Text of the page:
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Kolkata’s Saint Teresa

Her elevation to Roman Catholicism’s celestial pantheon came in a canonisation mass at St Peter’s Square in the Vatican that was presided over by Pope Francis in the presence of 100,000 pilgrims.

“For the honour of the Blessed Trinity... we declare and define Blessed Teresa of Calcutta (Kolkata) to be a Saint and we enroll her among the Saints, decreeing that she is to be venerated as such by the whole Church,” the pontiff said in Latin.

The ceremony came a day before the 19th anniversary of Teresa’s death in Kolkata.

Singing popular Bengali devotional songs, West Bengal Chief Minister Mamata Banerjee on Sunday walked with members of her delegation to St Peter’s Basilica to participate in the canonisation of Mother Teresa.

Sporting a white saree with blue border, much like what the Nobel Laureate used to wear, Banerjee – flanked by Trinamool Congress parliamentarians Sudip Bandyopadhyay and Derek O’Brien, among others – covered the six-kilometre distance from Rome to the St Peter’s Basilica doing a traditional Bengali ‘prabhat pheri’ (morning choir).

As the delegation crossed important junctions and marched through roads and lanes, crowds gathered and passersby stopped to listen to immortal Tagore creations ‘Aguner Poroshmoni’.

They also sang devotional songs like ‘Biswapita tumi he prabhu’ and ‘Mangaladeep jele’, with Banerjee taking the lead.

O’Brien – dressed in the traditional Bengali wear of kurta and dhoti – and Bandopadhyay, clad in kurta-pyjama with a blue jacket, matched steps with Banerjee to witness the historic occasion for which dignitaries from across the globe had congregated.

Passionate about walking, Banerjee much like in Bengal, has never let go any opportunity to cover on foot distances during her foreign visits also. During her trips to Singapore and Bhutan, Banerjee and her team would often walk their way to famous tourist attractions.

Sporting small placards with the words “City of Mother Team Bengal”, the team from Bengal reached the famous holy site in time to watch the canonisation ceremony, which along with the entire world, Kolkata – Teresa’a adopted home – has been waiting for with baited breath.

To mark the occasion,Banerjee – who is in Vatican to attend the ceremony – presented a bouquet of 106 roses through Cabinet Minister Firhad Hakim. The minister was representing the state government at the event at Mother House, the world headquarters of the Missionaries of Charity.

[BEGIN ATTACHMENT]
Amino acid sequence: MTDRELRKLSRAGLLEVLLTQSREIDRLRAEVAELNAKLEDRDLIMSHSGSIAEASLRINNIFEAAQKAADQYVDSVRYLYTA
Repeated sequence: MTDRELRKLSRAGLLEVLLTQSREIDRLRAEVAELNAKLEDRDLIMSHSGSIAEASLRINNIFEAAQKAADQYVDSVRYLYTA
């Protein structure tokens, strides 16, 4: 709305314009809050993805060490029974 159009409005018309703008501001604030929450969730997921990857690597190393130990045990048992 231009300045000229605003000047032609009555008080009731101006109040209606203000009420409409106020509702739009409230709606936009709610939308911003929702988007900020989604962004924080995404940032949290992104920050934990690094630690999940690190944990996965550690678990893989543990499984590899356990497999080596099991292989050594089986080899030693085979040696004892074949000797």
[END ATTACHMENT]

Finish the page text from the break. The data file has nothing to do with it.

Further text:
Famous lines from Tagore, “Baro Asha Kore Esheychi Go Janani” (I come with great hopes, oh Mother,)” were sung  to remember the Nobel Peace Laureate’s service to Kolkata.

For the Bengal CM, Teresa had always been a motherly figure. It came as no surprise that Banerjee was accorded pride of place at the canonisation ceremony and seated in an enclosure meant for top international dignitaries.

With the majestic 16th century basilica of St Peter’s and an azure sky providing the backdrop, the faithful basked in the late summer sun as Francis presided over a ritual mass that has barely changed for centuries.

Such was the demand from pilgrims, the Vatican could easily have issued double the number of tickets but for space and security restrictions.

Helicopters had earlier buzzed over the headquarters of the Roman Catholic church, testifying to the huge but relatively discreet security operation under way. Some 3,000 officers were on duty to ensure that the day passed off peacefully.

Among the assembled crowd were some 1,500 poor people looked after by the Italian branches of Teresa’s order, the Missionaries of Charity. After the mass they were to be Francis’s guests at the Vatican for a giant pizza lunch served by 250 sisters and 50 male members of the order.

Teresa spent all her adult life in India, first teaching, then tending to the dying poor.

It was in the latter role, at the head of her now worldwide order that Teresa became one of the most famous women on the planet.

Born to Kosovan Albanian parents in Skopje – then part of the Ottoman empire, now the capital of Macedonia – she won the 1979 Nobel Peace Prize and was revered around the world as a beacon for the Christian values of self-sacrifice and charity.
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